Martha Steward strategy for clutter clearing of your wardrobe
If you have to decide what things you’re going to keep in your wardrobe and what things you’re going to throw away or give away Martha Steward has a clutter clearing strategy.
Ask yourself four questions:
1) How long have I had it?
2) Does it still function?
3) Is it a duplicate of something that I already own?
4) When was the last time I wore it or used it?
These questions can be applied to anything you’re not sure if to keep or get rid of. But which question is the most useful for the process of clutter clearing? It looks like the mathematicians by Brian Christian and Griffith, authors of the book ‘Algorithms to Live By: The Computer Science of Human Decisions‘ have the answer based on their mathematical model on how to optimise the memory of a computer. Since a wardrobe’s capacity is just like the computer’s memory because of a limited space, and you need to try and get in there the things that you’re most likely to need so that you can get to them as quickly as possible. So Martha’s fourth question, “when was the last time I wore it or used it?” is the most useful.
Some clutter can be good
Many inventions happened because of clutter. Penicillin comes to mind. Alexander Fleming was notoriously messy, leaving petri dishes lying around and mould growing in one of them and that’s how he discovered/invented penicillin. Read about the advantages of clutter and mess
When too much clutter is not good – hoarding disorder
3.4 million people in the UK suffer from hoarding disorder to some degree. Hoarding is now a recognised medical disorder (previously it was classed as a type of obsessive-compulsive disorder or OCD). In August 2018, the World Health Organisation (WHO) recognised hoarding as a psychiatric disorder in its own right. Hoarding disorder is characterised as having an extreme number of items and having a great difficulty throwing possessions away, as well as storing them in a disorganised manner so it causes significant distress or affects the quality of life. The list of items that people hoard is endless from clothes to newspapers to photos to printouts of emails to till receipts and even grass cuttings. While some hang on to pretty much everything they have, others collect specific items. “Hoarders fear making the wrong decision about what to keep and what to throw out, so they keep everything,” says Dr Whomsley, who was one of the authors of the British Psychological Society guidelines on hoarding compiled in 2013. “It is a psychological condition and not a lifestyle choice,” he adds. “It can be associated with other mental health conditions such as depression and social anxiety, attention deficit hyperactivity disorder (ADHD), post-traumatic stress disorder (PTSD), or OCD.” Hoarders quite often have perfectionist tendencies as well as be prone to procrastination and have difficulties in planning and organising. “The most common time for it to come to a head is when people are middle-aged or older and living alone.” Hoarding is usually triggered by traumatic events such as a divorce or bereavement. “One theory is that having experienced loss in the past, a person is primed to resist any further losses, hence their reluctance to part with things,” suggests Dr Whomsley.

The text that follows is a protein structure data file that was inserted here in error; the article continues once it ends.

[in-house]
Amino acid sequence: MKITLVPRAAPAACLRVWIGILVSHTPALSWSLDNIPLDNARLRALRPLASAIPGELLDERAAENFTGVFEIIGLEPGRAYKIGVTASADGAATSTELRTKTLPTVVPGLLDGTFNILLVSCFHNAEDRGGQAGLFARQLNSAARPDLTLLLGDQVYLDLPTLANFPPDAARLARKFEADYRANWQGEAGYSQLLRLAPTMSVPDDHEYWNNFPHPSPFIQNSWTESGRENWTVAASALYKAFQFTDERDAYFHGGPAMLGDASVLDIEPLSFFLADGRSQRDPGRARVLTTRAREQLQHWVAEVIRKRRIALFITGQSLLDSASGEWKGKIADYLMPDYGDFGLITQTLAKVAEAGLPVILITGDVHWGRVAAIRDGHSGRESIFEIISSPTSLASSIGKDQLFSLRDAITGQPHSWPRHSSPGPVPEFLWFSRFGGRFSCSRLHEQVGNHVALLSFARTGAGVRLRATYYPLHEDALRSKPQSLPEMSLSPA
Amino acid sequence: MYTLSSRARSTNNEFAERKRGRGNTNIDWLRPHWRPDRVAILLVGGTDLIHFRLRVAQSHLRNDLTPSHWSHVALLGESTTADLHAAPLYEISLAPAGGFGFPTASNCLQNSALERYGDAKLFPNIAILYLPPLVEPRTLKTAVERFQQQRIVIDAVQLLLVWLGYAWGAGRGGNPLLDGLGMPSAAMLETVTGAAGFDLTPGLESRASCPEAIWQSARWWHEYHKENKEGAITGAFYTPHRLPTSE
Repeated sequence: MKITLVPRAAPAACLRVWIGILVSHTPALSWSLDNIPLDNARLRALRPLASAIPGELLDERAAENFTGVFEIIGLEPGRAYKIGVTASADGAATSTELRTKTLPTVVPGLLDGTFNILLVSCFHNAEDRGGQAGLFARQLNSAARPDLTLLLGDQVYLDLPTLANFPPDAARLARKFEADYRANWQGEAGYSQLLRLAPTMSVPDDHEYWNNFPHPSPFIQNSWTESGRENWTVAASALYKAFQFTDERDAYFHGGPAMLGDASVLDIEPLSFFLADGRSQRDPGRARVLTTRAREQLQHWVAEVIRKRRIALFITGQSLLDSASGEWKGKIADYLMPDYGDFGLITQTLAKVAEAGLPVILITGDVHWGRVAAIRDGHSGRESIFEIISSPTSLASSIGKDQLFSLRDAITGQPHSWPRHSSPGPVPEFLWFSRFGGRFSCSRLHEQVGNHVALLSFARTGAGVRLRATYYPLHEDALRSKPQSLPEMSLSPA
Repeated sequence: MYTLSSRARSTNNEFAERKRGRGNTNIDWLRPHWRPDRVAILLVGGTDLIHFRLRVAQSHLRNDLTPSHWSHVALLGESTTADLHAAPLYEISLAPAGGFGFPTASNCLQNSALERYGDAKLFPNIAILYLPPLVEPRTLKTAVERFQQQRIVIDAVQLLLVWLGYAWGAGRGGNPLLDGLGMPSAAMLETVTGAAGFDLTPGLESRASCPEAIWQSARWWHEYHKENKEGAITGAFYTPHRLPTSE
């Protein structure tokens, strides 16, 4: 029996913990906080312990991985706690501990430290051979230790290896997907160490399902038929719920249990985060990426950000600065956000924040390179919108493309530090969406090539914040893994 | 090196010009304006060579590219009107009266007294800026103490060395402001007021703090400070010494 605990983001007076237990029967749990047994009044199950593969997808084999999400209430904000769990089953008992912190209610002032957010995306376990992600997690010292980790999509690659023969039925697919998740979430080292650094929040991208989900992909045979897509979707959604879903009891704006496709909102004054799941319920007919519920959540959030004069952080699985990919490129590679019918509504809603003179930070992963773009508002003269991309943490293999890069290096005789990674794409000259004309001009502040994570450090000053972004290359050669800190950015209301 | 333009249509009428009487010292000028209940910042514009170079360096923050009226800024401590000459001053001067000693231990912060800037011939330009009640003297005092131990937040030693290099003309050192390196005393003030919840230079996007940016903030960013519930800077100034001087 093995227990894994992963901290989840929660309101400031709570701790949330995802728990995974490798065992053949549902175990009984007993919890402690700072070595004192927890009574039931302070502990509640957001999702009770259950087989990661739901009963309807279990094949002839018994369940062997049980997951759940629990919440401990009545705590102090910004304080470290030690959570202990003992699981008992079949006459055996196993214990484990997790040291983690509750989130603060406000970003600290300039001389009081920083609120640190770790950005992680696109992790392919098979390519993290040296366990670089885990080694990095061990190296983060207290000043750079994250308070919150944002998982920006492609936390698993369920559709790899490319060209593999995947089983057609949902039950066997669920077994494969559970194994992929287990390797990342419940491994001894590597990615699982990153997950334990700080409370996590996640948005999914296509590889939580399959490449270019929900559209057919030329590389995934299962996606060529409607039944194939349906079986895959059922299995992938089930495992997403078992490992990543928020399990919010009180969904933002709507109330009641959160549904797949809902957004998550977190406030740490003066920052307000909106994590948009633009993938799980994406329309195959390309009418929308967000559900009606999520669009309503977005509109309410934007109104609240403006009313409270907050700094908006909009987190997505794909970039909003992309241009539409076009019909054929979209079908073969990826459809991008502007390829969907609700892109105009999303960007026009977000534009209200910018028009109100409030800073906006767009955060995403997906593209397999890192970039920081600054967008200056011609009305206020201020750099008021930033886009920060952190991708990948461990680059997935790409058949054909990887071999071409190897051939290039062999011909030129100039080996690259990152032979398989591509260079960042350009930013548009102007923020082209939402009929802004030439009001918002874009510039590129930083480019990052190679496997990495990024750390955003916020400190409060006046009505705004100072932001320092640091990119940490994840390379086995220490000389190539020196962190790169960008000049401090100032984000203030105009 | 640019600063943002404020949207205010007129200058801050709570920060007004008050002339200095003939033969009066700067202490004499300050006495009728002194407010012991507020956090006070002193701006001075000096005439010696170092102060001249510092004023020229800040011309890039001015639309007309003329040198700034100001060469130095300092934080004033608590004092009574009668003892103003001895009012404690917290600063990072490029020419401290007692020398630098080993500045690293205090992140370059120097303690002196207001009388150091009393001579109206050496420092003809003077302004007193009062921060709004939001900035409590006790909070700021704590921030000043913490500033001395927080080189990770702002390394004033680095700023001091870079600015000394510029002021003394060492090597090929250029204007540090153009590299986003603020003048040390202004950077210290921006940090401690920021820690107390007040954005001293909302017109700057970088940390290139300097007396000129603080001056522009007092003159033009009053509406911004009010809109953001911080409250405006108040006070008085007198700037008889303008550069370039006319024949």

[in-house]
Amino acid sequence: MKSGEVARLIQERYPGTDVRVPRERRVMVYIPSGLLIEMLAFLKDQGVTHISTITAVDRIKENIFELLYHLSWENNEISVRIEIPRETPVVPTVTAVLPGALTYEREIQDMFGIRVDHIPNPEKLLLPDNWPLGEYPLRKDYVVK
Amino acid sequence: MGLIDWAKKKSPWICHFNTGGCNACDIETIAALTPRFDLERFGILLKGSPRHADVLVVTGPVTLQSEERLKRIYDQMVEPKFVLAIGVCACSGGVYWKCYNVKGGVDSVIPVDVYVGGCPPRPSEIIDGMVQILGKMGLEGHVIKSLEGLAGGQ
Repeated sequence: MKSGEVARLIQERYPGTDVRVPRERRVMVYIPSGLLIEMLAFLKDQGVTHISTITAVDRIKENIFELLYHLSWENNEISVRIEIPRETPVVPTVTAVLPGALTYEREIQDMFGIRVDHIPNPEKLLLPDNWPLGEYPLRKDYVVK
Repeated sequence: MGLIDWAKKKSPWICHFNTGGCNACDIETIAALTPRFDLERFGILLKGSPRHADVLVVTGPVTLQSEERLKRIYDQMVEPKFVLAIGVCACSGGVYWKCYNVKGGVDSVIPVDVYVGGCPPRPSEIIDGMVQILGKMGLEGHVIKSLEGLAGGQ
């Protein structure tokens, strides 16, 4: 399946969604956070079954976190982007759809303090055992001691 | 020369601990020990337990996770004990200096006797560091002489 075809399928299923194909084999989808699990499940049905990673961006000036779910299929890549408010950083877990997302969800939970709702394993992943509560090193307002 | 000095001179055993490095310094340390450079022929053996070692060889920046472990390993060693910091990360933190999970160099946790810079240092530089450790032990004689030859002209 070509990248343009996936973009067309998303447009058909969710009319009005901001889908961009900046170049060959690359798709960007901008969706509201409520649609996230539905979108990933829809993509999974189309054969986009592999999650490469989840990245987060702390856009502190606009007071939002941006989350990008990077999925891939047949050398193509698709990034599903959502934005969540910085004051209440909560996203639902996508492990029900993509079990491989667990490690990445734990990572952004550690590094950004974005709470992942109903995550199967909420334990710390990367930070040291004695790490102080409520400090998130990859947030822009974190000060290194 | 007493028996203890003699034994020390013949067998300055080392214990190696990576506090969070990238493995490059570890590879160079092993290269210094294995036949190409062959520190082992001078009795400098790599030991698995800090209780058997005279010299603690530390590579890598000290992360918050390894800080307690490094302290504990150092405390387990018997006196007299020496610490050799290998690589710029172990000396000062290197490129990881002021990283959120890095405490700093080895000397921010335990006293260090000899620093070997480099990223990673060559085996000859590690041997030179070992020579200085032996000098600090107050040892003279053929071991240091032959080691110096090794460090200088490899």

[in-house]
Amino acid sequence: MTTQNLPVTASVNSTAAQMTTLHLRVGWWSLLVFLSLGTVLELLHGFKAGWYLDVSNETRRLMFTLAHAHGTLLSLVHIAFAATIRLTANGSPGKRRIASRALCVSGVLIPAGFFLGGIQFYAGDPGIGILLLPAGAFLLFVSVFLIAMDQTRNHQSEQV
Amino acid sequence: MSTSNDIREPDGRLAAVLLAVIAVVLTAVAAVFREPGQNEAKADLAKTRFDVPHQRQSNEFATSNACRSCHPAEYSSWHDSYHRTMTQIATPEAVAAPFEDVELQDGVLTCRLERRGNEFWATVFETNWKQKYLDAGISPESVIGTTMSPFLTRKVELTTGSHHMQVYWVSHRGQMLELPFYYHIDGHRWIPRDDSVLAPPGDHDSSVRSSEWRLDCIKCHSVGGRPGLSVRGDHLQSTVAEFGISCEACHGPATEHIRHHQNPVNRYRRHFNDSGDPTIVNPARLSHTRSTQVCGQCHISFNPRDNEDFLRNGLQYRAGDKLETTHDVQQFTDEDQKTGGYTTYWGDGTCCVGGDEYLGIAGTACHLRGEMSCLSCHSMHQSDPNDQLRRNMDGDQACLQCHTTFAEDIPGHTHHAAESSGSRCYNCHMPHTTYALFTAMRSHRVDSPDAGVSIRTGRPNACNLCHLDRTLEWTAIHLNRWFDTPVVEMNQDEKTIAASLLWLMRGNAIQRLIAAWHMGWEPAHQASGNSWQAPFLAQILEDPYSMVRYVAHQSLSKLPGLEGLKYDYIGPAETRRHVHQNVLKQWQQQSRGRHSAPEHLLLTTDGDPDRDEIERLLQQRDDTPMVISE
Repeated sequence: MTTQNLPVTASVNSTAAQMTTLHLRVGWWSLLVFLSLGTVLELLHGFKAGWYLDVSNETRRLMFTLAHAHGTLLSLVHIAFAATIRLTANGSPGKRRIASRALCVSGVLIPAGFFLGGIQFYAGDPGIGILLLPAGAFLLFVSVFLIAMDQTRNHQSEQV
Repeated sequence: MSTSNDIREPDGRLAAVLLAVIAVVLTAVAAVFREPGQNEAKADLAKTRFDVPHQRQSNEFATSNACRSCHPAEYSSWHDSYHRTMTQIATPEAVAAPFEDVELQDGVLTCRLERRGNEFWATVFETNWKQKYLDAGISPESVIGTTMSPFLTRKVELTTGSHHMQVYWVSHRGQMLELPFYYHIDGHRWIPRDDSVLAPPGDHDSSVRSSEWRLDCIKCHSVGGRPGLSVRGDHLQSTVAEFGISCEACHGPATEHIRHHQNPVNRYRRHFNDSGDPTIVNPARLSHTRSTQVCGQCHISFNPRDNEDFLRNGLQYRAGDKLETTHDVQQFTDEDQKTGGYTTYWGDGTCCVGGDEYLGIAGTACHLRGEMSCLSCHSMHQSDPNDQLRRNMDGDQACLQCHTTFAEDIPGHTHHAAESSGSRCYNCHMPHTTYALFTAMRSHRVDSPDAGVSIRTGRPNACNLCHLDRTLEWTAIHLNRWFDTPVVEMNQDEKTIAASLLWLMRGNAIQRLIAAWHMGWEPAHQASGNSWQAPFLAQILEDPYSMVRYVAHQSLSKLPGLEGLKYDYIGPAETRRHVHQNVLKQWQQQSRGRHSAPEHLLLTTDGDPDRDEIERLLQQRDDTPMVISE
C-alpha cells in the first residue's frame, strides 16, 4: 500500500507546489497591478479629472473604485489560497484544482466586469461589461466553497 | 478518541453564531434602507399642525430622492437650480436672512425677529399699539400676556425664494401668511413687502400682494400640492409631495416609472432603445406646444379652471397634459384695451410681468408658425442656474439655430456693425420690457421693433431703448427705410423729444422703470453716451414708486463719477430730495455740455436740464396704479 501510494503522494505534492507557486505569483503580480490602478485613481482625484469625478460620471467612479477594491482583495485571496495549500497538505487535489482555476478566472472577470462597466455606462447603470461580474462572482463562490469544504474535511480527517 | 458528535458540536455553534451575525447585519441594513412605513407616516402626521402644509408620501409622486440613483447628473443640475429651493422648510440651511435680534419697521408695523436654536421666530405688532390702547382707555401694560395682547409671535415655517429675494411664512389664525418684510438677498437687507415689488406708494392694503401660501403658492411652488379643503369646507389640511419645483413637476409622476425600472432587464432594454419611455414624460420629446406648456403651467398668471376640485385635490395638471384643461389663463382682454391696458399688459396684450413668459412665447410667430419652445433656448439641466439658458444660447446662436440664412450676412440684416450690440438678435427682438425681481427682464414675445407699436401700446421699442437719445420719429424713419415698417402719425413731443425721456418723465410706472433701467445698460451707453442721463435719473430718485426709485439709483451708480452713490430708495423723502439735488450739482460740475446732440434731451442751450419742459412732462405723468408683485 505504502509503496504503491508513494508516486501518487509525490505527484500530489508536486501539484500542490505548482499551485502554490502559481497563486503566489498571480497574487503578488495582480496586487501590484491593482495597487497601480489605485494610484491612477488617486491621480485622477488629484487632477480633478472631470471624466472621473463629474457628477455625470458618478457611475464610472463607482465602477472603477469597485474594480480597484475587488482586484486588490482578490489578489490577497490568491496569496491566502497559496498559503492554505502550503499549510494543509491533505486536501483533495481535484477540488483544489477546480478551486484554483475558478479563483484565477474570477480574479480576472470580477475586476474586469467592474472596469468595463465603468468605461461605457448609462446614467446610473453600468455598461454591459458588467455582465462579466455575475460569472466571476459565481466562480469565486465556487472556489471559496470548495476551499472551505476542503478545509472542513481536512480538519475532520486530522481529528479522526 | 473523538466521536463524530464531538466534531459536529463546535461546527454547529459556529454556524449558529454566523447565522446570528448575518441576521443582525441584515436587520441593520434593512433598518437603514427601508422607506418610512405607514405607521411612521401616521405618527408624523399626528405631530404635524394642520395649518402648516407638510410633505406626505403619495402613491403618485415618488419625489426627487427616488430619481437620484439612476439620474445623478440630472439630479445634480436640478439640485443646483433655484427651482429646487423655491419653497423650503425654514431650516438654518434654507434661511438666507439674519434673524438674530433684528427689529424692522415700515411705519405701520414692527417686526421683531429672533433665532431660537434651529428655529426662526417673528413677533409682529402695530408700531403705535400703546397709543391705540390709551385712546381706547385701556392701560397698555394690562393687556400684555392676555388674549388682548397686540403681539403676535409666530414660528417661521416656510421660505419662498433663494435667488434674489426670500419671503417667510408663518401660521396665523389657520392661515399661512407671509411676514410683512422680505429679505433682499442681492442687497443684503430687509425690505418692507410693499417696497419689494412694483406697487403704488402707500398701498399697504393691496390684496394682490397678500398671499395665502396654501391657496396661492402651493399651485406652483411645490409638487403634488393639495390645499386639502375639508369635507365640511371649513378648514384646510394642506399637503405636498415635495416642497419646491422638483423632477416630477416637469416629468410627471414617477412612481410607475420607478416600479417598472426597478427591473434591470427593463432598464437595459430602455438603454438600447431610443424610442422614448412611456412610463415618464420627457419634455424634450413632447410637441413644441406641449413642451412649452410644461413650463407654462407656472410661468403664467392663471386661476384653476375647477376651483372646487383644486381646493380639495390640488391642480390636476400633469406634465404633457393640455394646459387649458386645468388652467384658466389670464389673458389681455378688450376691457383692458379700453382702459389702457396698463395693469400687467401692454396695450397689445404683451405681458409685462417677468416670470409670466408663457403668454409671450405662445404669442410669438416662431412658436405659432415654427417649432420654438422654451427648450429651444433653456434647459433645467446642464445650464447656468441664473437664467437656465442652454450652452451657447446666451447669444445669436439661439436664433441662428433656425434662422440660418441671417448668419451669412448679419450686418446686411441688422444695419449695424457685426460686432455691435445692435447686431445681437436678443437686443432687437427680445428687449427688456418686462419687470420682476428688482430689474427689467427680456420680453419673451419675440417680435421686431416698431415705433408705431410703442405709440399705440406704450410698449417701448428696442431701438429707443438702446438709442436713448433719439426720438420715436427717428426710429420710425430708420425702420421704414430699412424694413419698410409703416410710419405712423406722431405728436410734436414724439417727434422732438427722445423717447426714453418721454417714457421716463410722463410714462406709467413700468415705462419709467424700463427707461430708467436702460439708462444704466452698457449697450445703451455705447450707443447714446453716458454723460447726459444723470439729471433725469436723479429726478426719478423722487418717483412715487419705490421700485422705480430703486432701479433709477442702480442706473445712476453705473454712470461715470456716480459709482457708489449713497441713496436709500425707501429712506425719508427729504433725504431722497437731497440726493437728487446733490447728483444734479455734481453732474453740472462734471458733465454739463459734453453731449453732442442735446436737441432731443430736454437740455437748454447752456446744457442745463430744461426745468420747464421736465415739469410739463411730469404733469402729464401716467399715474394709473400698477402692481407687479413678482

Treatment for hoarding disorder includes de-cluttering and psychological therapies as well as individual and group cognitive behavioural therapy (CBT). Research published in the Journal Clinical Psychological Psychotherapy in 2017, by Deakin University in Australia, found a third of hoarders who attended a 12-week CBT programme developed to reduce hoarding, experienced an improvement in hoarding symptoms. “Clearing out someone’s cluttered house is rarely effective on its own”, says Dr Whomsley. “That won’t solve the problem because they will just fill it up again, and there’s nearly always an underlying psychological cause that needs addressing,” suggests Dr Whomsley. There are many organisations that help with the hoarding disorder such as helpforhoarders.co.uk